ASCAS Association of Small Collectors of Antique Silver         newsletter # 25 May 2006
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Two new articles for ASCAS website

Saint Gregory icon

Pierre Gagnaux presents:

Story of a forgery English version
Histoire de faux français

a fake icon and a fake silver 'riza'.
How to discover a well planned theft

English English version Français français

K&O, 1906-10, Aster/Daisy/Pinks

Joanne Wiertella presents:

American Art Metal Jewelry Boxes 1900-1925 English version

Jewel boxes, also called 'caskets', gained great favor -from the tiniest ring box to the very large handkerchief and glove boxes. They were made of cast metal, first plated with copper, then with silver or gold.
Joanna Wiertella offers an introduction to American Metal Jewelry Boxes from 1900 - 1925 from her book on these fascinating objects.

click here


New members

Welcome to new ASCAS members:  

Sharon Bares - USA
Michael Blake - England UK
David Elyea - USA
Sheila Felker - USA
Fritz Guercke - Germany
Miles Harrison - England UK
Hilda Hayson - USA
Karl Ickes - USA
Glen Jacobs - New Zealand
Maria Letizia Lombardi - Italy
Pauline McClafferty - Canada
Mimi Sansbury - USA
Donna Schoyen - Canada
Pat Steen - Northern Ireland UK
Hada Shamma - UAE
Roland Swälas - Sweden
Alan Taylor - England UK


Members' Window # 25

Carl Peter Foght sterling silver bowl
Hymie Dinerstein presents:

A Danish sterling silver bowl English version

A Danish bowl or drinking vessel with a swan holding the bowl, possibly made to commemorate the fairy story 'The ugly duckling' by Hans Christian Andersen.
click here English version

Questions from ASCAS members

Lars Björkman writes:
...... I have a question concerning half a dozen of Scottish dessert spoons made by Robert Gray & Son in Glasgow but hallmarked in Edinburgh 1814 (Glasgow did not have hallmark rights at that time). My problem is that I do not know whom to ask for the family/clan crest on the up-side of the spoon.
I have gone through hundreds of crests, some of which are similar but none has exactly the same arm holding the weapon which looks like a flail. You must have contacts among Scottish silver experts who can help out with this
Best regards from Gothenburg where finally the snow is melting away!
Lars Björkman


Hymie Dinerstein writes
.....enclosed are photos of a hoof-opped spoon, silver gilt, with mother of pearl flat bowl (unmarked) which I believe is 17th Century.
Have your readers ever seen one like this.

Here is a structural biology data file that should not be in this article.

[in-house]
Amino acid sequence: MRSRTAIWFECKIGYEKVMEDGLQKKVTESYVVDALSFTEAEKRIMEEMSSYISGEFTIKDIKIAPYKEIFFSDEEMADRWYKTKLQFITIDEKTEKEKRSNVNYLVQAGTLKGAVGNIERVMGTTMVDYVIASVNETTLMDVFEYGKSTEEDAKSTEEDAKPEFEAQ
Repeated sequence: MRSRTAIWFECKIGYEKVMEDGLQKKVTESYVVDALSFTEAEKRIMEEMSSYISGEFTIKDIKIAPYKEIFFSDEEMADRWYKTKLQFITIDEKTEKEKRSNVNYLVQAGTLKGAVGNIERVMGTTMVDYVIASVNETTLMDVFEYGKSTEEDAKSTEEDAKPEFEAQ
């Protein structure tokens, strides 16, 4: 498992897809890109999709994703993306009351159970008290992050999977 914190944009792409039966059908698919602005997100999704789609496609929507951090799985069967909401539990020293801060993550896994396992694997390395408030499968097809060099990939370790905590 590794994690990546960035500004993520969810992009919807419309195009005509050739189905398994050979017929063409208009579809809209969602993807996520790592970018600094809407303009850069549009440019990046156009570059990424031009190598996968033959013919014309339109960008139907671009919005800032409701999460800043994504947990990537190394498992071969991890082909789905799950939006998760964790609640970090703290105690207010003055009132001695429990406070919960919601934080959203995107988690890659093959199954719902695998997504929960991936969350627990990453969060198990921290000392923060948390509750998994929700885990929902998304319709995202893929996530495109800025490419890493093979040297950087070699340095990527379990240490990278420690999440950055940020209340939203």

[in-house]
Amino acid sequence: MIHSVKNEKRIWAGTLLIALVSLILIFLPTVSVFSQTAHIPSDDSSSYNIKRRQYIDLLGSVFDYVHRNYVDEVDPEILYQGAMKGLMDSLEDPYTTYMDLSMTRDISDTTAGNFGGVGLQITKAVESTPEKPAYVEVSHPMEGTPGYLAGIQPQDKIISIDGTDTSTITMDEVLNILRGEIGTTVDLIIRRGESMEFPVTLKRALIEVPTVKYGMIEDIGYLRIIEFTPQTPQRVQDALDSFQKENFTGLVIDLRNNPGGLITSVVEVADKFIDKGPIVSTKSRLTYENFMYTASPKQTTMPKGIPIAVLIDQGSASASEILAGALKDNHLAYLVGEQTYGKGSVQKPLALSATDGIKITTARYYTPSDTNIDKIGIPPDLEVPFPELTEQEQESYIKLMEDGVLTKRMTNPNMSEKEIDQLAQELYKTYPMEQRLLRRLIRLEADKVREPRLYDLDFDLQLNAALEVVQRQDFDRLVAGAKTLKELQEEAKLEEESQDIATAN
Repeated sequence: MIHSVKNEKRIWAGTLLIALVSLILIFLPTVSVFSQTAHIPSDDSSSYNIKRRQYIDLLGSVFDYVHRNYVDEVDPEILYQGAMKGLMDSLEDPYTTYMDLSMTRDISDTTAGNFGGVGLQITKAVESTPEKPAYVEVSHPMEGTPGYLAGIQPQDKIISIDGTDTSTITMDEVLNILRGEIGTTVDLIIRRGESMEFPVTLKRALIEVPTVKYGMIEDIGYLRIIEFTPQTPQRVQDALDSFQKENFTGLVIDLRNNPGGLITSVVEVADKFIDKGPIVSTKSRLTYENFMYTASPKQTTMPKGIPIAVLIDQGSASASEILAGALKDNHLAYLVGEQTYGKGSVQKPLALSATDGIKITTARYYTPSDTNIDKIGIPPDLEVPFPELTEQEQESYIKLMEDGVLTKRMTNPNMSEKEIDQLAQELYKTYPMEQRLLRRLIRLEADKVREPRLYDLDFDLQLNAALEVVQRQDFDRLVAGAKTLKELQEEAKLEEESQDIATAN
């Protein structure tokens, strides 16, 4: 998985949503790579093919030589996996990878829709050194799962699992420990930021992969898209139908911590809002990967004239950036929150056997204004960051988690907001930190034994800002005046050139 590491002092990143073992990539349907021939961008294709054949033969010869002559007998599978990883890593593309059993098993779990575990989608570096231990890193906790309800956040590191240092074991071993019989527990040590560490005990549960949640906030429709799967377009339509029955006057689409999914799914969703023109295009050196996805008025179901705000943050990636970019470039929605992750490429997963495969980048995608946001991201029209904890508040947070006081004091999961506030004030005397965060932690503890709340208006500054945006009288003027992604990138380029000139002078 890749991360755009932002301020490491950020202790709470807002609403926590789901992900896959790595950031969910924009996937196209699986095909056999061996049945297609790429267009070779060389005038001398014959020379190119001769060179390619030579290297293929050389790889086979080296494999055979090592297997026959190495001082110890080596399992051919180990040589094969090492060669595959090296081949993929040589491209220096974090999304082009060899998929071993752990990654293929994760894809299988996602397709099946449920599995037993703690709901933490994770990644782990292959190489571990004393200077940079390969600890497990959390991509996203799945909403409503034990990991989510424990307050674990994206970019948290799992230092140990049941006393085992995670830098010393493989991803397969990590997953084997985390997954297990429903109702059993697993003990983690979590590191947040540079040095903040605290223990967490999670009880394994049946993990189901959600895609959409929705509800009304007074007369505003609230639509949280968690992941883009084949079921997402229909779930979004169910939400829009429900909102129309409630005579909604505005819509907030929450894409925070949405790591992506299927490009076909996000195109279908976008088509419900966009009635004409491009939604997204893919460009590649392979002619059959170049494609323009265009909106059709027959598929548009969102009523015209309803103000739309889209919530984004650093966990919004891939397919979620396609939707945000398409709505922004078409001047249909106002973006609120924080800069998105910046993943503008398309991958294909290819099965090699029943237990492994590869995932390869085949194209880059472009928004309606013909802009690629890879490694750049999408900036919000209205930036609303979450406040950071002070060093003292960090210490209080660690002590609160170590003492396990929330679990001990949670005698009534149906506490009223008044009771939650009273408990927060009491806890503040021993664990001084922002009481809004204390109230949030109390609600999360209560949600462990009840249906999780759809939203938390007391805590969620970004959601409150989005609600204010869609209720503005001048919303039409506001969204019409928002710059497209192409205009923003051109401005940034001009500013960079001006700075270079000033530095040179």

Any comments will be welcome
H. Dinerstein


Carmen Damian writes:
... hello!
this is a wonderful candy dish, diameter 15 cm, h=7 cm, weights=260 g, but have only mark 'E 69 800'-
What can be?
Regards, Carmen


Greg Montana writes:
... Hello Giorgio, I mentioned to you a couple of months ago that if I purchase this cross I will send the pictures for your newsletter. Here are the pictures of a silver cross which was a possession of the last Empress of Russia Alexandra Feodorovna. The engraving is in Russian Church Slavonic and says:
The storehouse of Her Imperial Majesty, Empress of Russia Alexandra Feodorovna.
Its provenance: it belonged to a Russian noble family in England.
I hope you enjoy the pictures.
Greg Montana

This is the opinion of Pierre Gagnaux, known to ASCAS members for his articles about Russian silver (an article is published also in this Newsletter):
...For the russian piece of silver, it dates between 1908-1917, Moscow, and the silversmith is Vasily Semenov. The quality is not good enough for an Imperial present to an important person. I think it was a simple gift for somebody who has something to do with the Russian Empire. There are thousands of gifts made to people working around the Imperial family and this cross has a very simple engraving, partially machine made. I think it was a gift for a nurse or somebody equivalent as it's really too cheap for a noble or a dignitary. It may possibly belong to a noble family, but in this case the family was of little importance.
Anyway this is an interesting and nice piece but of moderate interest for me.

Svein Solhjell writes:
... I would like to find out more (origin and date especially) about this antique salt.
Here I send a picture showing the hallmarks. GG for the maker, I think, and the interesting one: Above the line 3 'fishes' and below it may be a sort of I2, perhaps IL or maybe a n?